Present knowledge suggests that the species does not meet the thresholds for Vulnerable under any of the IUCN Red List criteria and may warrant downlisting. However, the species would remain listed as Vulnerable if evidence were to suggest that it has declined or will decline at a rate of at least 30% over three generations (estimated by BirdLife to be 16 years in this species) (criterion A), or that it has an AOO of less than 2,000 km2 with evidence of declines in the range or population (criterion B2), or that it has a total population of fewer than 10,000 mature individuals, with all individuals in one subpopulation or all subpopulations numbering fewer than 1,000 individuals, and evidence of a continuing decline (criterion C). If evidence suggests that the species approaches (but does not meet) the thresholds for Vulnerable under at least one of these criteria, it may qualify as Near Threatened. Further information on this species is requested.

References:

Acosta-Cruz, M. and Mugica-Valdés, L. (2006) Reporte Final – Aves Acuáticas en Cuba. Havana, Cuba: Facultad de Biología, Universidad de la Habana.

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7 Responses to West Indian Whistling-duck (Dendrocygna arborea): request for information

  1. The Society for the Conservation and Study of Caribbean Birds (SCSCB) West Indian Whistling Duck and Wetlands (WIWD) Working Group advises that it would be premature to down-list the WIWD from Vulnerable to Near Threatened status at this time. We have consulted with bird conservation interests from across the Caribbean and there is consensus that down-listing would have a serious negative impact on conservation efforts across the region and could reverse the fragile progress that has been made over the last 10 years.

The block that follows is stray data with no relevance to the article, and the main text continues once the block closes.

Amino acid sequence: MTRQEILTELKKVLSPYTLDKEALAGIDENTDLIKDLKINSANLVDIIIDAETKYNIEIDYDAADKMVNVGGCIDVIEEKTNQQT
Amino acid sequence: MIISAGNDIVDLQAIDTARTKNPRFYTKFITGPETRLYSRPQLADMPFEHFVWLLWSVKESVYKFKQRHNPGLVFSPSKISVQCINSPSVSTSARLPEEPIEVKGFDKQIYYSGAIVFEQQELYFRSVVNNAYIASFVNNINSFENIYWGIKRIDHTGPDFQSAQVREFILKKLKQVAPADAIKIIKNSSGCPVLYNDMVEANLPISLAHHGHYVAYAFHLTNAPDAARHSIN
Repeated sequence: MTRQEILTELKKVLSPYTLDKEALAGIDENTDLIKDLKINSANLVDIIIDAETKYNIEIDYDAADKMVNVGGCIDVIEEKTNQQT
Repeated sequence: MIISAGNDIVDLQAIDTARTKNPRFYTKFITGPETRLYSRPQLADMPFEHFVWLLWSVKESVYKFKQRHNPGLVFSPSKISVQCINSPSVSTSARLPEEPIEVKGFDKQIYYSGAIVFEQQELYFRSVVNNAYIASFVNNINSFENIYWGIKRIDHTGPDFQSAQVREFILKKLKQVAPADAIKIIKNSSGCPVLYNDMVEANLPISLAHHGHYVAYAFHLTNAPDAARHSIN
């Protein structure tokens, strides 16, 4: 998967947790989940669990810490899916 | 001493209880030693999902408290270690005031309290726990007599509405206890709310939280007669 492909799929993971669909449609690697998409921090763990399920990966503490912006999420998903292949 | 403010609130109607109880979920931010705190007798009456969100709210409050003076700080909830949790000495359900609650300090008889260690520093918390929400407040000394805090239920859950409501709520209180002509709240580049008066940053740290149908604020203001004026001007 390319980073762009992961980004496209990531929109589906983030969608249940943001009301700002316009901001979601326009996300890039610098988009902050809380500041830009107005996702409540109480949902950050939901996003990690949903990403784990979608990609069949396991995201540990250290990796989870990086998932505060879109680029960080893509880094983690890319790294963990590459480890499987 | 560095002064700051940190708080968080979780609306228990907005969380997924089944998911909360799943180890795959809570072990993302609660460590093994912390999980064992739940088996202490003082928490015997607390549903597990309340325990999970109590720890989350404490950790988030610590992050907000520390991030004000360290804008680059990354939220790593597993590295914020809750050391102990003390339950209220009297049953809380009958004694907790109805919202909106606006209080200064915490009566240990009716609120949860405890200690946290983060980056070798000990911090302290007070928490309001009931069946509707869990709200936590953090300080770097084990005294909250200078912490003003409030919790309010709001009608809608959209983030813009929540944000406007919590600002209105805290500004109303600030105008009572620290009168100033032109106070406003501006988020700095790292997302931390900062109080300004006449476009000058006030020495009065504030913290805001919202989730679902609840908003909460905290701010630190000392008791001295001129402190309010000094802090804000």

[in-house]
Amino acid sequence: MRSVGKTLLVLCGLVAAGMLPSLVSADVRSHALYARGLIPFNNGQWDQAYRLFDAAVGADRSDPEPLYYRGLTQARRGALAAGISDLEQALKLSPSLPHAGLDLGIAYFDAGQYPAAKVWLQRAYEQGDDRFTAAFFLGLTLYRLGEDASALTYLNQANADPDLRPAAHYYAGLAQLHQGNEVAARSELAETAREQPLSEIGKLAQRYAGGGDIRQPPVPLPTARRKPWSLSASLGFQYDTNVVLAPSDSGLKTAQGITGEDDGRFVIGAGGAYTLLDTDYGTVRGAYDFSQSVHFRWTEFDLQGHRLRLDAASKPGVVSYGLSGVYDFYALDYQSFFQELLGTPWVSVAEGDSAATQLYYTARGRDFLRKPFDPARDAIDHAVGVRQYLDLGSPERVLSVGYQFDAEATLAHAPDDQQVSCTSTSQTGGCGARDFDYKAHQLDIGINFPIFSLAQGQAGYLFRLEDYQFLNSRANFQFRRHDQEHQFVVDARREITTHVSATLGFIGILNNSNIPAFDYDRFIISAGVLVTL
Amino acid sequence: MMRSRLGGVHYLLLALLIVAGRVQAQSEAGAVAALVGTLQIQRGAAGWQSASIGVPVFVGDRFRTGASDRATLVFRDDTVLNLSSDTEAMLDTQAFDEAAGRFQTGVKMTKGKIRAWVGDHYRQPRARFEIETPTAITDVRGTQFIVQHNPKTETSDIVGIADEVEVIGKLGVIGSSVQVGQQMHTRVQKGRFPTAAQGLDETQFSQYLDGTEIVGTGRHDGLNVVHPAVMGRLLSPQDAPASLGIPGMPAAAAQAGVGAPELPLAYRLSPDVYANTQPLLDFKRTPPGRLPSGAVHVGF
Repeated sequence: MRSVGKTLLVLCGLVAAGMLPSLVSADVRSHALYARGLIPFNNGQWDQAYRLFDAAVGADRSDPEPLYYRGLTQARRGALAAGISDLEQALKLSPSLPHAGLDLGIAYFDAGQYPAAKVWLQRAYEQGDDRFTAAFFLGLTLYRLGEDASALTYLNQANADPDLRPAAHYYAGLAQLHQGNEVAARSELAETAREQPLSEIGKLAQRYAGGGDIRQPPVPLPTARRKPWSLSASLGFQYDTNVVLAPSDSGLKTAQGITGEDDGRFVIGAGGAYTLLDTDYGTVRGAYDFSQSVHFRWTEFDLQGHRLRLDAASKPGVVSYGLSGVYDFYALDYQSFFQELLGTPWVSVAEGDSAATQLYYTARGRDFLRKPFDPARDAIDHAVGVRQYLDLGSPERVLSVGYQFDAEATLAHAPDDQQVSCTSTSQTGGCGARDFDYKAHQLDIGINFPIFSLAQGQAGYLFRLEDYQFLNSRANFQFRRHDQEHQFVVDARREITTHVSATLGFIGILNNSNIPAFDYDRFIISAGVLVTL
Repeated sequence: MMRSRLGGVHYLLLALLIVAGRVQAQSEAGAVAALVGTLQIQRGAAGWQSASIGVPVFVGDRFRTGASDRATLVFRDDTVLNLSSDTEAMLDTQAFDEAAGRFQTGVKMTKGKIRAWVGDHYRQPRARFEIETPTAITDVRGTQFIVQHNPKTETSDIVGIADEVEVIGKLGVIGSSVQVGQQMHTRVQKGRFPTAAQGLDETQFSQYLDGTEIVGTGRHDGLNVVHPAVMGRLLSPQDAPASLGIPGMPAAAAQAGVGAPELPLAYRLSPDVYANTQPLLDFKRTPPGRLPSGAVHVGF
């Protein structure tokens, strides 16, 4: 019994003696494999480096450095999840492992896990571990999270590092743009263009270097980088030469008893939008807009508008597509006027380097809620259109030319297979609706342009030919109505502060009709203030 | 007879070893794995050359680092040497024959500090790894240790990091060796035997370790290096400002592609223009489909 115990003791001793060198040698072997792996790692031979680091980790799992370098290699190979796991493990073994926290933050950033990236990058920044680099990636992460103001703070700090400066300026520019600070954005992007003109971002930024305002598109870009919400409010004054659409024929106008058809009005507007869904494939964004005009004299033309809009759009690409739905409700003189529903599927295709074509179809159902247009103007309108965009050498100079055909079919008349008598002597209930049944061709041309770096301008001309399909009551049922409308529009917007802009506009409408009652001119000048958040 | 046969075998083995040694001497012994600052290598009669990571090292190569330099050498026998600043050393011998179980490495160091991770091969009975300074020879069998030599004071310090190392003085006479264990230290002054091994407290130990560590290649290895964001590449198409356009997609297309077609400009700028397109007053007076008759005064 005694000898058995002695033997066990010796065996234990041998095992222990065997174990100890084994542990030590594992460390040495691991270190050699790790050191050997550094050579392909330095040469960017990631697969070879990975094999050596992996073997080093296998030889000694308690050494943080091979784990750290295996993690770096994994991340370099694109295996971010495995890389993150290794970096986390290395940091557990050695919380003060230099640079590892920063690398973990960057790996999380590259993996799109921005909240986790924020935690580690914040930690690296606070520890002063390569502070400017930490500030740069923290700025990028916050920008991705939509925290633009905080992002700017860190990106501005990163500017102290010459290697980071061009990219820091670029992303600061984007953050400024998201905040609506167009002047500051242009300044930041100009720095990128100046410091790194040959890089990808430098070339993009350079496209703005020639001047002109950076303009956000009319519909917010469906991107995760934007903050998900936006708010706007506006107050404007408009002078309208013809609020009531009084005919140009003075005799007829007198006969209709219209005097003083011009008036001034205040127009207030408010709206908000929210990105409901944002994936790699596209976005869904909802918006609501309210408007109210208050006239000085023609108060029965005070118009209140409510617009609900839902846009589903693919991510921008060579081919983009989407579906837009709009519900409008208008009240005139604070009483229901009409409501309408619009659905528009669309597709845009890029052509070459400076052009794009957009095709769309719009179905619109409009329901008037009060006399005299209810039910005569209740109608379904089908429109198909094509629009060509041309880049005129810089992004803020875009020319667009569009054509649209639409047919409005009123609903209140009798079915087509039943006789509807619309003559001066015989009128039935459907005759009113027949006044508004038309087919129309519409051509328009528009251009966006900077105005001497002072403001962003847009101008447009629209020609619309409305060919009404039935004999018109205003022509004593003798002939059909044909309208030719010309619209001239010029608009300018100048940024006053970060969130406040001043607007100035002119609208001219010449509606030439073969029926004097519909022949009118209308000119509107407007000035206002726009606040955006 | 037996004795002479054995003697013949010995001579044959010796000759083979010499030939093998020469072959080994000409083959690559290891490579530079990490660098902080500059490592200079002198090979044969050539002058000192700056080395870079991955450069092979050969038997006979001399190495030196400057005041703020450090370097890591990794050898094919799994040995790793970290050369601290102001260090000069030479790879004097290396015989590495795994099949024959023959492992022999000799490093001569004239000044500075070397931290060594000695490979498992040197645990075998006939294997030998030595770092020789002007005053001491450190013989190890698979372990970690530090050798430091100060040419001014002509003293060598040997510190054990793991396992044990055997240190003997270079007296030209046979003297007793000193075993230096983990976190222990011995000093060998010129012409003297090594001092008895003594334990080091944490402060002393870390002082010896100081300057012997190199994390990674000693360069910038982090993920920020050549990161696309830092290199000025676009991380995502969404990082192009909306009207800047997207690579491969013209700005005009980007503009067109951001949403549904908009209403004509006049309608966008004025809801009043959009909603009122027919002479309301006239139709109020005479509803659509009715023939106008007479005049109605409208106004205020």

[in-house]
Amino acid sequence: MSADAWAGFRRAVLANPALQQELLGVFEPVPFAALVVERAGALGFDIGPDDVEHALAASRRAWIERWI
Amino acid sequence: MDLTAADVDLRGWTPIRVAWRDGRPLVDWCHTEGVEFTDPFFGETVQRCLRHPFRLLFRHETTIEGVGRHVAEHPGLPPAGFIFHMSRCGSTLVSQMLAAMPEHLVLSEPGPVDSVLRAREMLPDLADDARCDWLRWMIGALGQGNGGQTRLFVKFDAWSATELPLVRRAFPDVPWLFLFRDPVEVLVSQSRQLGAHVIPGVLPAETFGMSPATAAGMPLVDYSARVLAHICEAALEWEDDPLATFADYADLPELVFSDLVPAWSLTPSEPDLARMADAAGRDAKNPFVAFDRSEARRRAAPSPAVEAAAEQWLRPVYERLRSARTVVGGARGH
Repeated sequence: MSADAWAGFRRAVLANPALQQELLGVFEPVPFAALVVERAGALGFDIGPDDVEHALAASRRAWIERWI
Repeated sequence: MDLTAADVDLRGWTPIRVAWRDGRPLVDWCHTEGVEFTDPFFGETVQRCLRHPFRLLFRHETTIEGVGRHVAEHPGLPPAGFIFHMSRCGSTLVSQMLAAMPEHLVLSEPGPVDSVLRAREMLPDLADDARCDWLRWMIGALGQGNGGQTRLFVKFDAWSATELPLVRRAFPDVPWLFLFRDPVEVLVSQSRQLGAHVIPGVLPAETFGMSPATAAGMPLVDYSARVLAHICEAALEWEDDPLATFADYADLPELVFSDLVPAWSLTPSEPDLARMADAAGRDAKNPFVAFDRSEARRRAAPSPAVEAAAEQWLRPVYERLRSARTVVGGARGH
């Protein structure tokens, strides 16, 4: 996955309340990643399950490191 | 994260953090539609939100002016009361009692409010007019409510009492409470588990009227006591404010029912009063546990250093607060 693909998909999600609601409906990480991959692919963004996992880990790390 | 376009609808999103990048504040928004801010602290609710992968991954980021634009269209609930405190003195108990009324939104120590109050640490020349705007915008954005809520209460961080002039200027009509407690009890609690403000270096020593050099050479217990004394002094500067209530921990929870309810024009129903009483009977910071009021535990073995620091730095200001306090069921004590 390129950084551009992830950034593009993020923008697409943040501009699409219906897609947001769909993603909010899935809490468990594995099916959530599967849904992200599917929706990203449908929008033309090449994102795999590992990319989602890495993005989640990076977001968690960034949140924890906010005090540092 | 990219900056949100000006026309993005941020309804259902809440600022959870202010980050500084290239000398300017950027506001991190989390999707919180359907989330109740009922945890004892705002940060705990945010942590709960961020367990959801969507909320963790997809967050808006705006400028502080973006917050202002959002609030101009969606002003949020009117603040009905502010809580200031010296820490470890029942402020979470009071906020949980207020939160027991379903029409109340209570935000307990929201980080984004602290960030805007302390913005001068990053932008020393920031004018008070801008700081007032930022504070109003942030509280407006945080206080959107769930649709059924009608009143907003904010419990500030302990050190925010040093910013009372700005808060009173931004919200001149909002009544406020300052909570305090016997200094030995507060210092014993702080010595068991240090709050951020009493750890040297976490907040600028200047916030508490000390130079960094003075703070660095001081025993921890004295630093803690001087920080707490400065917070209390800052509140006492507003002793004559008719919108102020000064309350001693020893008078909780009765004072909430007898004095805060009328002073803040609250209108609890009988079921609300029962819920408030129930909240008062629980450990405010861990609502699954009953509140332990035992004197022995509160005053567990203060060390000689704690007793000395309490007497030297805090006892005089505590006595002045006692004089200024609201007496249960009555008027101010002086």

We understand that the main reason for the recommended change in status is the estimate of the Cuban population in excess of 14,000 individuals. This raises several important points. Firstly, and most importantly, we note that the estimate is based on reports from hunters who have no training in bird monitoring, bird identification or science. Our own experience of reports from hunters suggests that they are likely to be optimistic for many reasons. We consider that the IUCN should base its decisions on properly designed, scientifically rigorous, peer-reviewed, published data with estimates of reliability and margins of error. To do otherwise is to undermine efforts to promote proper science.